Google Search Developments In Early 2016: Accelerated Mobile Pages (AMP) and Penguin 4.0

Google_Search_Dev_Penguin
Within the next 3 months the Search world will encounter two known algorithm updates to Google that will benefit users and SEO’s on a large scale. AMP (Accelerated Mobile Pages) is an open collaboration project designed to increase the speed of loading mobile pages and Penguin 4.0 is reported to be a real-time link spam/recovery tool.

2015 was a year of steady advancement for Google Search with algorithm updates such as RankBrain (AI technology) and deep app indexing (access to app data). Google continues to be focused on mobile speed and quality results.

Accelerated Mobile Pages (AMP)

This open standard project was officially announced on Oct. 7, 2015, with collaboration from Google, Twitter, and Wordpress. The proposed platform has gained momentum with a range of supporters in analytics software companies, ad networks, and CMS providers. Examples include AdSense, DoubleClick, comScore, Adobe Analytics, Parse.ly, Nielsen, ClickTale, OutBrain, AOL, Taboola, and ChartBeat.

Born out of discussions between publishers and tech companies about slow mobile performance, and backed up by mobile UX research, AMP will benefit users with increased loading speeds. Early tests have come back positive. According to Pinterest:

“We found that AMP pages load four times faster and use eight times less data than traditional mobile-optimized pages.”

The improved speed of distribution is expected to result in higher user satisfaction and increase revenue for businesses through faster conversion processes such as subscriptions, sign ups, sales, etc.

With the project on GitHub, over 4,500 developers have provided work, mitigating much of the fear about industry adoption.

Challenges

Not everyone in the industry is excited for AMP. Some developers are taking a wait-and-see approach to adoption of the platform. Many view AMP pages as possibly detrimental due to several challenges:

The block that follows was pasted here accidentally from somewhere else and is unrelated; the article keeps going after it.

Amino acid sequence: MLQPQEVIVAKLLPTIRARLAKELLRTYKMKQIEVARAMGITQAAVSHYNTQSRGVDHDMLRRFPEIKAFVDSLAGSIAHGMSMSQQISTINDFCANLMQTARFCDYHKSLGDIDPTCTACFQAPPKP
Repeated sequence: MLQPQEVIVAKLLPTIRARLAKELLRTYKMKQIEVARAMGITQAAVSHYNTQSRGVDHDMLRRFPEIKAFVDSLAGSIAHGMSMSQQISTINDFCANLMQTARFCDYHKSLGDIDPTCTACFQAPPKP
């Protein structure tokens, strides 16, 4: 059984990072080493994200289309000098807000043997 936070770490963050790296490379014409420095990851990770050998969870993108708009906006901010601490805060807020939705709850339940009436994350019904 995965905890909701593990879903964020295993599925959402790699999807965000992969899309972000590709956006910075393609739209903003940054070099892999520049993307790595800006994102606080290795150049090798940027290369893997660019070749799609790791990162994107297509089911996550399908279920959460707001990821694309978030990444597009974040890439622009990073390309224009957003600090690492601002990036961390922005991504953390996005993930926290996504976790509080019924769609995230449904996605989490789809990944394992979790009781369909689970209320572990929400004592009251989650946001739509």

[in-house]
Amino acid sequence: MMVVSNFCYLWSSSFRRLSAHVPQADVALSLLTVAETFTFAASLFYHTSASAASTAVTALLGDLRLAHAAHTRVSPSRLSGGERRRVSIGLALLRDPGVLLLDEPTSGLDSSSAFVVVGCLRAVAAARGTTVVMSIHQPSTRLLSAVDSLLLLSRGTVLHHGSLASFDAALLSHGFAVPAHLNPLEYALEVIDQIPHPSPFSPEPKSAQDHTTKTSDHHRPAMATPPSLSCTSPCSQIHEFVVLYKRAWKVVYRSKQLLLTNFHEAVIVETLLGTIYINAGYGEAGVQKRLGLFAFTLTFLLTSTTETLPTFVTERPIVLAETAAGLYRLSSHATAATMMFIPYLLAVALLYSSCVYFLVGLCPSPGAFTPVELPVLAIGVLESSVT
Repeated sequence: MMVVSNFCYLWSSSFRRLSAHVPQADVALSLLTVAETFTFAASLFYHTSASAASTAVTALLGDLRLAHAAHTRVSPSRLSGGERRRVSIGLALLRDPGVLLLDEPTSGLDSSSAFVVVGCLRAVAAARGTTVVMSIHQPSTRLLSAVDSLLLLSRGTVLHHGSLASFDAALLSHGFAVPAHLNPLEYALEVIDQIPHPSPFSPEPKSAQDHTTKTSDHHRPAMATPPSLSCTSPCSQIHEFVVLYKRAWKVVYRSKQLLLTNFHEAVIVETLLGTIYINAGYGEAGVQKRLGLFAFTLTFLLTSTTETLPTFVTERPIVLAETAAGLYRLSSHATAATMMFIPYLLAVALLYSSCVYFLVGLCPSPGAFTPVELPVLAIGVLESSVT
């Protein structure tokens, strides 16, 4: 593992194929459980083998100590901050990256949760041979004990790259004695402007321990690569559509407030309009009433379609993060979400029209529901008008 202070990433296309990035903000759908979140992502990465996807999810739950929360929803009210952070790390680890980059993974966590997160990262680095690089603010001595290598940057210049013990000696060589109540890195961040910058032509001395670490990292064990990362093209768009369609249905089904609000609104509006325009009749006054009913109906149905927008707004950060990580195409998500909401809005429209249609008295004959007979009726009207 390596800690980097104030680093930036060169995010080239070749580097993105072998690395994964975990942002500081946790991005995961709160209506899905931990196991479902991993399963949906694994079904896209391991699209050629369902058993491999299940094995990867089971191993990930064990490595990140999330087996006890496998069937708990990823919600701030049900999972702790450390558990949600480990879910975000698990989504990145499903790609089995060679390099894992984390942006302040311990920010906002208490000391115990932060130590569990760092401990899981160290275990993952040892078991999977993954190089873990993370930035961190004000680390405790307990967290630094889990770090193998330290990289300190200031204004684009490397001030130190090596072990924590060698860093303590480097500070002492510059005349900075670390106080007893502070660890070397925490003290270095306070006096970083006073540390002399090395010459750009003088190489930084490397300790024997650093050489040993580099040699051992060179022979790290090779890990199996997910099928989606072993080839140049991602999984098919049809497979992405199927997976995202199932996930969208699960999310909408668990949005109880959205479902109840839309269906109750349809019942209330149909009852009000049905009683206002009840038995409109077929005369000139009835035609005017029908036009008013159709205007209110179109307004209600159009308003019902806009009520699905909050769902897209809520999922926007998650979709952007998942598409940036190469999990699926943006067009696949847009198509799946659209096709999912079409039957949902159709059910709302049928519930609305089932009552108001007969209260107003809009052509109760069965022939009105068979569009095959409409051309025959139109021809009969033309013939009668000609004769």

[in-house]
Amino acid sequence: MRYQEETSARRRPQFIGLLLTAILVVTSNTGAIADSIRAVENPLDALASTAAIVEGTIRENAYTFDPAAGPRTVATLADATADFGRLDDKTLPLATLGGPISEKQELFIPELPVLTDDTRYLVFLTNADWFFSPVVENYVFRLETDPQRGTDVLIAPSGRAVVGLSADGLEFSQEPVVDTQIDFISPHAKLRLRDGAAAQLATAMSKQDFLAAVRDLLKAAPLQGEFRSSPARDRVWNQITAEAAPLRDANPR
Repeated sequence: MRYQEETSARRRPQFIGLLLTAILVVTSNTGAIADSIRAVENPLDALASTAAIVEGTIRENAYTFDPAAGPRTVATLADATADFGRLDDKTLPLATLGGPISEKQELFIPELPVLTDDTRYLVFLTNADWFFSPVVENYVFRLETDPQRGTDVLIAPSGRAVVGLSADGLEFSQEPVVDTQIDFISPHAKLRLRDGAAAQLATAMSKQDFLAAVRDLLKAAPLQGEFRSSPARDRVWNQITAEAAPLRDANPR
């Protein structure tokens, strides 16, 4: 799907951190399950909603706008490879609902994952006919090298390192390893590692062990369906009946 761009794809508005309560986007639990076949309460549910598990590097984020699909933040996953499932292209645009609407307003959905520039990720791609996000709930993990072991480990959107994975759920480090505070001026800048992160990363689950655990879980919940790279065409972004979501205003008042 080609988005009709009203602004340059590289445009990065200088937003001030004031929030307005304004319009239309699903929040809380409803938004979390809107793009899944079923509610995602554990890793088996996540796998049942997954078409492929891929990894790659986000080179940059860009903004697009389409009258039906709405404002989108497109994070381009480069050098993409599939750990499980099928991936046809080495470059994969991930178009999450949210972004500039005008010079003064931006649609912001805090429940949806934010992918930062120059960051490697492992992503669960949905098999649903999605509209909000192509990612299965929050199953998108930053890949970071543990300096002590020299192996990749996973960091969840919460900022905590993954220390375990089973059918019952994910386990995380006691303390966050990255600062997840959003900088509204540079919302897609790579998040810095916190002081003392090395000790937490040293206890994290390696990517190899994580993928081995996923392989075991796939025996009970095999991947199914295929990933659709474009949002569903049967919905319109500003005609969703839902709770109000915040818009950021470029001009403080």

• Less control over content
  • Efficiency through uniformity
  • Loss of unique web features
  • Questions still remain about governance model, caching, hosting
  • Keeps users on the Google results page instead of pushing the user to a native site

Using strict guidelines that strip out much of the heavy loading objects will increase speed, but it remains to be seen if the loss of unique features will be worth it in the long run. The industry is conflicted after having seen a similar initiative in Facebook Instant Articles, which also provide a framework for faster loading mobile pages but has been criticized for forcing content to be served under stringent rules.

Why Speed is Important - Ad Blocking?

Ad blockers turned into a serious problem in 2015 and marketers are unsure how to tackle the issue. According to an emarketer report: “Many internet users have begun to sour on the tradeoff of free content for ad views, turning to ad blockers as publisher ad loads seem heavy and intrusive.“

It appears to be a case of ‘fearing what they don’t’ know as Publishers still lack first party information on ad blocker usage on their sites. It has been speculated that much of these industry speed updates could be partly motivated to maintain a foundational web advertising model that keeps many sites operating. If the industry can speed up mobile load times, maybe those heavy ads won’t be as much of a burden to UX, thus deterring ad blocking software from being used.

What Makes AMP So Fast?

Moz has a great synopsis:

“It's like a diet HTML. So certain tags of HTML you just can't use. Things like forms are out. You also need to use a streamlined version of CSS. You can use most of CSS, but some parts are falling under best practice and they're just not allowed to be used. Then JavaScript is basically not allowed at all. You have to use an off-the-shelf JavaScript library that they provide you with, and that provides things like lazy loading.”

Example

What AMP pages look like on mobile devices:

google-search-image

Demo AMP

To create an AMP page, start here.

To get technical info and FAQ’s, go here.

For diverse perspectives, review this WebmasterWorld forum discussion.

Demo:

Penguin 4.0

Penguin was first released in 2012 and designed to target link schemes, spam, and paid links. The 4.0 version will reportedly be real-time. Meaning as soon as Google detects a site has removed a link, disavowed a link, or indexes a spammy link, the site will see a penalty in real-time. This also means a faster recovery from a penalty as well. As it currently stands, recovery from Penguin penalties can take up to several months.

This is a huge benefit for webmasters to be more responsive in managing link histories and controlling spam attacks or PageRank.

Penguin 4.0 is set to be integrated in early 2016.